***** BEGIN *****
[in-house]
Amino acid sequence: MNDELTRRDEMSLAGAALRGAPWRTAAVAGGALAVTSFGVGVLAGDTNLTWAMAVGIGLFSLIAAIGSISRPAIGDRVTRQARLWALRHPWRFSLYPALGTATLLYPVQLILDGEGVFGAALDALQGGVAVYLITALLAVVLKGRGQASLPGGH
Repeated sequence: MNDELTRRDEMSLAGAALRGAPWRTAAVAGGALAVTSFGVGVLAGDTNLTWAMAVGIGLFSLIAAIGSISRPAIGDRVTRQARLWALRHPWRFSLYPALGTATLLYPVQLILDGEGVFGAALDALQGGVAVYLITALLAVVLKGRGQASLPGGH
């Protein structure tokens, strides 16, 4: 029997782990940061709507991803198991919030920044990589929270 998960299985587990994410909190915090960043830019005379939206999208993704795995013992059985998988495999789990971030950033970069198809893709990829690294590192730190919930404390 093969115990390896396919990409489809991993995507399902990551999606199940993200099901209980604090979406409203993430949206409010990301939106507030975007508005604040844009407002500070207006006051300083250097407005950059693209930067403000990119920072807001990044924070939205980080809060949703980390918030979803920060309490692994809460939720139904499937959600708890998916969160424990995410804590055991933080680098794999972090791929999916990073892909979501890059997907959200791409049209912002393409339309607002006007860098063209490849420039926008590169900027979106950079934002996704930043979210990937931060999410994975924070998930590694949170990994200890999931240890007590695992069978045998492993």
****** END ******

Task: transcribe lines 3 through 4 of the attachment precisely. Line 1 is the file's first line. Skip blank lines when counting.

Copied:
Repeated sequence: MNDELTRRDEMSLAGAALRGAPWRTAAVAGGALAVTSFGVGVLAGDTNLTWAMAVGIGLFSLIAAIGSISRPAIGDRVTRQARLWALRHPWRFSLYPALGTATLLYPVQLILDGEGVFGAALDALQGGVAVYLITALLAVVLKGRGQASLPGGH
């Protein structure tokens, strides 16, 4: 029997782990940061709507991803198991919030920044990589929270 998960299985587990994410909190915090960043830019005379939206999208993704795995013992059985998988495999789990971030950033970069198809893709990829690294590192730190919930404390 093969115990390896396919990409489809991993995507399902990551999606199940993200099901209980604090979406409203993430949206409010990301939106507030975007508005604040844009407002500070207006006051300083250097407005950059693209930067403000990119920072807001990044924070939205980080809060949703980390918030979803920060309490692994809460939720139904499937959600708890998916969160424990995410804590055991933080680098794999972090791929999916990073892909979501890059997907959200791409049209912002393409339309607002006007860098063209490849420039926008590169900027979106950079934002996704930043979210990937931060999410994975924070998930590694949170990994200890999931240890007590695992069978045998492993």